Archive for the ‘Parkinson’s’ Category

Parkinson’s linked to vitamin D

October 14, 2008

BBC

Scientists are testing whether vitamin D supplements can ease symptoms of Parkinson’s disease.

A US team found 55% of Parkinson’s patients had insufficient levels of vitamin D, compared to 36% of healthy elderly people.

However, the Emory University researchers do not yet know if the vitamin deficiency is a cause or the result of having Parkinson’s.

The study appears in the journal Archives of Neurology.

Parkinson’s disease affects nerve cells in several parts of the brain, particularly those that use the chemical messenger dopamine to control movement.

The most common symptoms are tremor, stiffness and slowness of movement. These can be treated with oral replacement of dopamine.

Previous studies have shown that the part of the brain affected most by Parkinson’s, the substantia nigra, has high levels of the vitamin D receptor, which suggests vitamin D may be important for normal functions of these cells.

Read the rest:
http://news.bbc.co.uk/2/hi/health/7666749.stm

China Still Offers Unproven Medical Treatments

January 5, 2008
By CHRISTOPHER BODEEN and ALAN SCHER ZAGIER, Associated Press Writers

BEIJING – They’re paralyzed from diving accidents and car crashes, disabled by Parkinson’s, or blind. With few options available at home in America, they search the Internet for experimental treatments — and often land on Web sites promoting stem cell treatments in China.

They mortgage their houses and their hometowns hold fundraisers as they scrape together the tens of thousands of dollars needed for travel and the hope for a miracle cure.

A number of these medical tourists claim some success when they return home:

Jim Savage, a Houston man with paralysis from a spinal cord injury, says he can move his right arm. Penny Thomas of Hawaii says her Parkinson’s….

Read the rest:
http://news.yahoo.com/s/ap/20080105/ap_on_he_me/medical_tourism_china_1

Possible Parkinson’s trigger identified

January 3, 2008

LONDON (Reuters) – A glitch in the way cells clear damaged proteins could be the trigger for the symptoms of Parkinson’s disease, researchers said in a finding that could lead to new treatments for the incurable condition.

The U.S. team focused on a process called autophagy in which cells digest and recycle damaged molecules, including proteins, that develop as cells grow older. This system essentially renews cells to keep them functioning properly.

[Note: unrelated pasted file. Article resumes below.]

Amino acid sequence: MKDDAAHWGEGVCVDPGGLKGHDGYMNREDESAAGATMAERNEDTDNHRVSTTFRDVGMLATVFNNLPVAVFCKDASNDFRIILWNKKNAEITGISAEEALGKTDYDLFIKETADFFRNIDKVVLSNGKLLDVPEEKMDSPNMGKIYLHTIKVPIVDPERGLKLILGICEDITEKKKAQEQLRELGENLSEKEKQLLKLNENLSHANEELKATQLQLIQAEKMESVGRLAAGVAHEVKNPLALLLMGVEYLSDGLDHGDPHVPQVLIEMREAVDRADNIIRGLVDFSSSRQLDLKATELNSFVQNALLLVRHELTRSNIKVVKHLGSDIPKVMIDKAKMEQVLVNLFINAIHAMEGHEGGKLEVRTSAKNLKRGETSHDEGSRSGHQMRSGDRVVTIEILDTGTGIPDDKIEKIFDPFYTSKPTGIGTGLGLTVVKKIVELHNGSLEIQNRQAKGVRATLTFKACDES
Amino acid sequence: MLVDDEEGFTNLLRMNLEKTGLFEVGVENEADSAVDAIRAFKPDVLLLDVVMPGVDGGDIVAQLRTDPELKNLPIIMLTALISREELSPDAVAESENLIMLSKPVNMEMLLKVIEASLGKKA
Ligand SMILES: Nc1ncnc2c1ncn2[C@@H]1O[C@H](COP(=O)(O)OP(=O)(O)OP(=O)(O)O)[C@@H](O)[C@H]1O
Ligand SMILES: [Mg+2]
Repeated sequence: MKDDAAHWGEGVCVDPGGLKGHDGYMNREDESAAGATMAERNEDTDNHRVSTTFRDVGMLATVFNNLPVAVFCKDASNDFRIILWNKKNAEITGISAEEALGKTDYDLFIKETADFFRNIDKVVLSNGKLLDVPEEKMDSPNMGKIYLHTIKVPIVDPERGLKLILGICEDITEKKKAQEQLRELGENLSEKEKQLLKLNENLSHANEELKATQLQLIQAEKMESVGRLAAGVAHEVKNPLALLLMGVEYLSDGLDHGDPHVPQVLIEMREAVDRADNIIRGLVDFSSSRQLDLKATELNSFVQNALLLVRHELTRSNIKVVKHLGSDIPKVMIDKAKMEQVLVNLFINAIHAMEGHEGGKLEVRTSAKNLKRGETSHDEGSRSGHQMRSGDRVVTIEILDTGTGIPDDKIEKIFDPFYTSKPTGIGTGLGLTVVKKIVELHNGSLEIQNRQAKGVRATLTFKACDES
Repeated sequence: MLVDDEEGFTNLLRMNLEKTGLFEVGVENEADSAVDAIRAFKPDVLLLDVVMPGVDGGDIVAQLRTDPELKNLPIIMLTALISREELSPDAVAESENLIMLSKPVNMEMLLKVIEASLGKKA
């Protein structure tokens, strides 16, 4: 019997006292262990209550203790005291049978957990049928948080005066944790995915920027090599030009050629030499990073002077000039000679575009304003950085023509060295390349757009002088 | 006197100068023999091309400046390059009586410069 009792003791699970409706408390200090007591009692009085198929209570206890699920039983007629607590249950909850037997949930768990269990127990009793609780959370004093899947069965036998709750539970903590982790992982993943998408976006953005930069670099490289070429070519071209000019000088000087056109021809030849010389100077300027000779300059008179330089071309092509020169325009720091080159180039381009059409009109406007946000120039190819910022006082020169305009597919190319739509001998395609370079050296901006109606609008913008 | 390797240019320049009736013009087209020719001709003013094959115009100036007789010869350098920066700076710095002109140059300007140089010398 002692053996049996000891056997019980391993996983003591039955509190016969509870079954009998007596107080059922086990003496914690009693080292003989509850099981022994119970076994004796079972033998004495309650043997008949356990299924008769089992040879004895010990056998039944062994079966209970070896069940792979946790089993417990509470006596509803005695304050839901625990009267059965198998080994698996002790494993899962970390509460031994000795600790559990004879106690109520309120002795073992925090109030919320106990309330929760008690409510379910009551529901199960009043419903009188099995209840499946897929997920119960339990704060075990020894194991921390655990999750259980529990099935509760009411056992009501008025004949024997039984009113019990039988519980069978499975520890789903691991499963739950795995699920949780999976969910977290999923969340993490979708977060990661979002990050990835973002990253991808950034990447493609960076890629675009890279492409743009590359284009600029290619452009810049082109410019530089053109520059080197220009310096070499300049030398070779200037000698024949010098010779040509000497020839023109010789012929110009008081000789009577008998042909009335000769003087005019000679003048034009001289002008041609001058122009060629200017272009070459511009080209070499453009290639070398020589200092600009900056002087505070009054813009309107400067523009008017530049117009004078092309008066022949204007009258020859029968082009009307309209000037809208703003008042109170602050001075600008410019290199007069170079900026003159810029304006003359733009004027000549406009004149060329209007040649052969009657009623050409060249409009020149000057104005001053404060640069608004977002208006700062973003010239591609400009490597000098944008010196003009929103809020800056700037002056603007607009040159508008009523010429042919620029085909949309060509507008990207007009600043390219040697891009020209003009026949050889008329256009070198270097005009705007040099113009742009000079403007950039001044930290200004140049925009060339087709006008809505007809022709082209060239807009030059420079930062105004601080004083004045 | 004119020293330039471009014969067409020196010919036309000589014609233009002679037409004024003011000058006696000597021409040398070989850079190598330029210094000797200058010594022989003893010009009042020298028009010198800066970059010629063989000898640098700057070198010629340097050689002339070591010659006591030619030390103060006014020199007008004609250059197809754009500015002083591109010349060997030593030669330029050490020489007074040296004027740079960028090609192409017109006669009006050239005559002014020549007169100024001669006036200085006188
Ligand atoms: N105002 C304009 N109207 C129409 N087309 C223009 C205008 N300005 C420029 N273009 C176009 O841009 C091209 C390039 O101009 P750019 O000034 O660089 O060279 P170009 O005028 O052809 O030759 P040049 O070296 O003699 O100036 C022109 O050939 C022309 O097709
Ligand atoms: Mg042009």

This mechanism is also important for nerve cells in the brain where defective proteins can kill cells and cause the debilitating symptoms of Parkinson’s, such as tremors, said Ana Maria Cuervo, a cell biologist who led the study.

“We have found in Parkinson’s there are problems in removing abnormal proteins,” said Cuervo of the Albert Einstein College of Medicine of Yeshiva University.

The finding could potentially lead to drugs to treat the symptoms but not cure the disease, which affects more than a million patients in the United States alone and is marked by the death of brain cells that produce dopamine.

Dopamine is a neurotransmitter, or message-carrying chemical, associated with movement.

Cuervo had previously shown how mutant forms of a protein called alpha-synuclein — found in a tiny percentage of Parkinson’s patients — blocked the breakdown of substances and prevented cells from clearing damaged proteins.

In the study in The Journal of Clinical Investigation on Wednesday, the team showed how in the majority of patients dopamine modifies normal proteins to act like the mutated ones to trigger tremors and other symptoms.

“What we have found is dopamine modifies alpha-synuclein that really resembles the mutation,” Cuervo said. “That is why they have the same symptoms.”

Problems in this process have also been linked with other neurodegenerative conditions such as Alzheimer’s and Huntington’s disease, though the specific mechanisms that cause problems in those conditions are different, she said.

Cuervo said a drug to fix the breakdown in Parkinson’s patients was years away because it would take researchers time to understand fully how the process worked.

“This is not something that is going to lead to a treatment tomorrow,” she said. “The hope is within five years we can get companies to find a drug able to activate this system.”

(Reporting by Michael Kahn; Editing by Julie Steenhuysen and Robert Woodward)